So, we have this computer in the basement.
The basement computer serves the Beynon family as a sort of a nerve center for all of the family's computing. It is the place where we store our photographs. It's where we send our documents when we need them printed. It is the repository of all files and things electronically stored which all members of the family might find important enough to keep.
Well, the other day I came home to find a blank screen on the basement computer. I restarted the system and was greeted by a long, drawn-out beep. I took the computer to our local computer shop and they told me that the motherboard was shot. I asked them about options. They told me that I was looking at a new system and quoted me a price. I did not like the price.
I went to another place about a 20 minute drive away and found a bare-bones system that suited my needs. It came without an operating system but that was no problem as my previous computer was loaded with a copy (legal even) of Windows XP. Once I got the system home, hooked up my old hard drive and loaded the operating system, I figured it would be clear sailing. I was wrong.
First of all, the computer did not recognize my home network when I plugged in the ethernet cable. I spent some time fiddling around with cables until I became so frustrated that I hooked up a wireless card I had lying around. Once that was done, I could access my network and the Internet but I was royally pissed off that the built-in ethernet connection was not working.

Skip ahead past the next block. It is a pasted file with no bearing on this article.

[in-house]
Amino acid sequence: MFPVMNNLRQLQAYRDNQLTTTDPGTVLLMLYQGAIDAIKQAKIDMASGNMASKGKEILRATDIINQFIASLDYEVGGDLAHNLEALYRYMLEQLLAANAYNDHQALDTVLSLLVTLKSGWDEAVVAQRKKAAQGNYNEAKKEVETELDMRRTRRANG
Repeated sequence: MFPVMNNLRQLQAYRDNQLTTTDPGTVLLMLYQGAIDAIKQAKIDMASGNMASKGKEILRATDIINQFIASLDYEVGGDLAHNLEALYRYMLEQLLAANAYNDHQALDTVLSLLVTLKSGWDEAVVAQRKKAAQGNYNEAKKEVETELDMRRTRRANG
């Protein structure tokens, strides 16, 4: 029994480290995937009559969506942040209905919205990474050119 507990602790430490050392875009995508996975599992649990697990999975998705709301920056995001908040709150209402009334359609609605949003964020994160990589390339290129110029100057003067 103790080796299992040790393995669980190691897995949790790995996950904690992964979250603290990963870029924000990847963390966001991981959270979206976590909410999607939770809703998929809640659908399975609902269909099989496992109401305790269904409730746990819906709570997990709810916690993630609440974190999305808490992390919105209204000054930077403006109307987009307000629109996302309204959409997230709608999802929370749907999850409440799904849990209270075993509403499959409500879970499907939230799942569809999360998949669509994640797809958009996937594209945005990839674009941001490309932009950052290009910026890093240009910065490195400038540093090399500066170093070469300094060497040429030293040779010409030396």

Next, I attempted to look at one of my kid's games, only to have the new computer tell me that it was unable to support the graphics required for the game. "Fine," I thought, "it is a bare-bones system, so maybe my graphics card for my old computer will fit." I cracked open the case and was about to insert the graphics card when I discovered that this computer's motherboard would not accept an old graphics card. I muttered a few swear words.
Finally, I plugged in the speakers. Jesus Christ! The goddamn speakers didn't work either! I swore. I stomped my feet. I shook my fist at the ceiling. I hung my head in defeat. As I hung my head, my eyes drifted to something sitting on the chair next to me. It was a little white envelope about 4 inches square. There was a plastic window. Inside I saw a CD. Screen printed on the disc was the name of the manufacturer of the motherboard and beneath the name of manufacturer were printed the words
Utilities and Drivers
"Oh..." I said.
I put the disk into the drive. The computer seemed happy to see the disk. It chirped a little, the disc rattled and suddenly all was right in the world. In the wink of an eye my ethernet cable worked, 3-D video was not an issue and sound, glorious sound, poured from the speakers.
Moral for today:
Read the damn instructions.